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Crisis, reform and recovery

The Asian financial crisis of 1997-98 shook the foundations of the global economy and what began as a localised currency crisis soon engulfed the entire Asian region. This book explores what went wrong and how did the Asian economies long considered 'miracles' respond, among other things. The combined effects of growing unemployment, rising inflation, and the absence of a meaningful social safety-net system, pushed large numbers of displaced workers and their families into poverty. Resolving Thailand's notorious non-performing loans problem will depend on the fortunes of the country's real economy, and on the success of Thai Asset Management Corporation (TAMC). Under International Monetary Fund's (IMF) oversight, the Indonesian government has also taken steps to deal with the massive debt problem. After Indonesian Debt Restructuring Agency's (INDRA) failure, the Indonesian government passed the Company Bankruptcy and Debt Restructuring and/or Rehabilitation Act to facilitate reorganization of illiquid, but financially viable companies. Economic reforms in Korea were started by Kim Dae-Jung. the partial convertibility of the Renminbi (RMB), not being heavy burdened with short-term debt liabilities, and rapid foreign trade explains China's remarkable immunity to the "Asian flu". The proposed sovereign debt restructuring mechanism (SDRM) (modeled on corporate bankruptcy law) would allow countries to seek legal protection from creditors that stand in the way of restructuring, and in exchange debtors would have to negotiate with their creditors in good faith.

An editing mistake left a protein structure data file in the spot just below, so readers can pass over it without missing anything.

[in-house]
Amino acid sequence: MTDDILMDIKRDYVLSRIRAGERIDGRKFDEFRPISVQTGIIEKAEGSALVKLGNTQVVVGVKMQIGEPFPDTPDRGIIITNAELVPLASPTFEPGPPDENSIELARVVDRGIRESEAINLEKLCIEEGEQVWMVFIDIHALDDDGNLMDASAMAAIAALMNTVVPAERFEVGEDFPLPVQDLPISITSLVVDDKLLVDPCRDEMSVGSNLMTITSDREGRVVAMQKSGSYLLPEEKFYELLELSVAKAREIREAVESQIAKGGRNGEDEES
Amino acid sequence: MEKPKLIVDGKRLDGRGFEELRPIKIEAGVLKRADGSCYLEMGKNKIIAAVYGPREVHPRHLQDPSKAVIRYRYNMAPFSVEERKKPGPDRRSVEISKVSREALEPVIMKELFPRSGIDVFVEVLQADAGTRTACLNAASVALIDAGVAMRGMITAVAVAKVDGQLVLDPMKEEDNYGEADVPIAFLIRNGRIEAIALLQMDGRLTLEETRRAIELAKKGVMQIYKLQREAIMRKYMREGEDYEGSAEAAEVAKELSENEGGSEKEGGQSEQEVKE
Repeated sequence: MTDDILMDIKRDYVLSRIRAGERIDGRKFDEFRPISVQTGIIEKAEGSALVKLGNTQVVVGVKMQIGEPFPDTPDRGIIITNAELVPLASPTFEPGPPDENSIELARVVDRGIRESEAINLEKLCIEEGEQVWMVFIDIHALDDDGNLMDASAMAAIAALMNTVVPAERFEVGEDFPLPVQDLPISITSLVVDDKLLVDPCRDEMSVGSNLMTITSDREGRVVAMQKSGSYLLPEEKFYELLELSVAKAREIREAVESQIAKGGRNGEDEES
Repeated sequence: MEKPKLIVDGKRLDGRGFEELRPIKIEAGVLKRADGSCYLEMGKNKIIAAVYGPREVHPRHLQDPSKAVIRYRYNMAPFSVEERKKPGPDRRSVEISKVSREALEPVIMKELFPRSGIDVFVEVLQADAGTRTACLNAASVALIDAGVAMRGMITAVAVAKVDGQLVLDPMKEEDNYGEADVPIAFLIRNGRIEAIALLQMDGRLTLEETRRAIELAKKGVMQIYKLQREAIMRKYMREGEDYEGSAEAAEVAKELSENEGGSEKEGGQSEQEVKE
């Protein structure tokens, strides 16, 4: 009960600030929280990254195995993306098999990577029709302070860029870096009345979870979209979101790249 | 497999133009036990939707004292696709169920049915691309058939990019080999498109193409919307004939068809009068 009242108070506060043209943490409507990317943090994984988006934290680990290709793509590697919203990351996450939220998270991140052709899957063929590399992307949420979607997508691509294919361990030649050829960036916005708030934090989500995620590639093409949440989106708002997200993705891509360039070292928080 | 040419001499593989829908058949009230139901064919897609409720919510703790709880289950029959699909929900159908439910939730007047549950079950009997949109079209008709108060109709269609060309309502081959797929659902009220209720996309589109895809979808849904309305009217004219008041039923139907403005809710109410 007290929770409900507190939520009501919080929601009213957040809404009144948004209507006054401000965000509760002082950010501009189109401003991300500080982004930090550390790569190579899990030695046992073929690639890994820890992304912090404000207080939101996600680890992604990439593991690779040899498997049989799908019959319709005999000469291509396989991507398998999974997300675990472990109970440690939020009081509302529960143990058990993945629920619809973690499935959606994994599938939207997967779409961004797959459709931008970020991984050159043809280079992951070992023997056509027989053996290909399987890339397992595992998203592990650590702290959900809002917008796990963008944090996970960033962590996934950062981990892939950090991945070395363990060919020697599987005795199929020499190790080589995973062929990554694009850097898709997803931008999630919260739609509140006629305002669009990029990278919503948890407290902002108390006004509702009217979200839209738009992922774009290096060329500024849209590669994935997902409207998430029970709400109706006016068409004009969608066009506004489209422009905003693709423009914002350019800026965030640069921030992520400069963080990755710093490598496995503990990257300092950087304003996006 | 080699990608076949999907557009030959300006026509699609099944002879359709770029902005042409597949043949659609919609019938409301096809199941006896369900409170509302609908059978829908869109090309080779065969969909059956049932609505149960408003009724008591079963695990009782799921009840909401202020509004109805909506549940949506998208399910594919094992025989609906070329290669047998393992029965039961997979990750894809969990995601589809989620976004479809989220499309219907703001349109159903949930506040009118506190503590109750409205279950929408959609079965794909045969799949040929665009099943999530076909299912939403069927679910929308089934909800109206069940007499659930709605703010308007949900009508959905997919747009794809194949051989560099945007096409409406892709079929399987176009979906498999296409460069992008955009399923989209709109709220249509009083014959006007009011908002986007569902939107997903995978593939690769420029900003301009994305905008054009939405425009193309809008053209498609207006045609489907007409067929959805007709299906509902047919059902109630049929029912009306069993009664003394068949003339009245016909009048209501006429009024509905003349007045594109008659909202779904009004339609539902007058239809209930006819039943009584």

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Post-crisis Asia – economic recovery, September 11, 2001 and the challenges ahead

The Asian financial crisis 7 Conclusion: post-crisis Asia – economic recovery, September 11, 2001 and the challenges ahead To the extent that Asia is recovering, no one can claim the credit. The amazing thing to me – if you leave Indonesia out – is how similar the performances are, regardless of the policies. Korea took the IMF’s advice and it’s bouncing back. Thailand took the IMF’s advice and it’s starting to come back. Malaysia defied the IMF and did everything the IMF told it not to – it’s coming back fast. Everybody’s contemplating success for their

in The Asian financial crisis
Why China survived the financial crisis

The Asian financial crisis 5 The domino that did not fall: why China survived the financial crisis When the financial crisis unexpectedly hit the high-performing East and Southeast Asian economies in mid-1997, it was widely believed that the People’s Republic of China (PRC) would be the next domino to fall. China’s extensive intra-regional trade and investment linkages with the rest of Asia, and the fact that the Chinese economy suffers from many of the same debilitating structural problems that long plagued (and ultimately did incalculable damage) to the

in The Asian financial crisis
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The evolving international financial architecture

The Asian financial crisis 6 Beyond the Asian crisis: the evolving international financial architecture We face a world of crisis. If Hong Kong, with its sound fundamentals and prudent financial management, can be brought to the brink of systemic breakdown by aggressive cross-border speculation, then something must be wrong with the world financial order (Joseph Yam, chief executive of the Hong Kong Monetary Authority, January 5, 1999).1 Shortly after the Mexican peso crisis, the G-7 countries launched an effort to strengthen the international financial system

in The Asian financial crisis
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Crisis, reform and recovery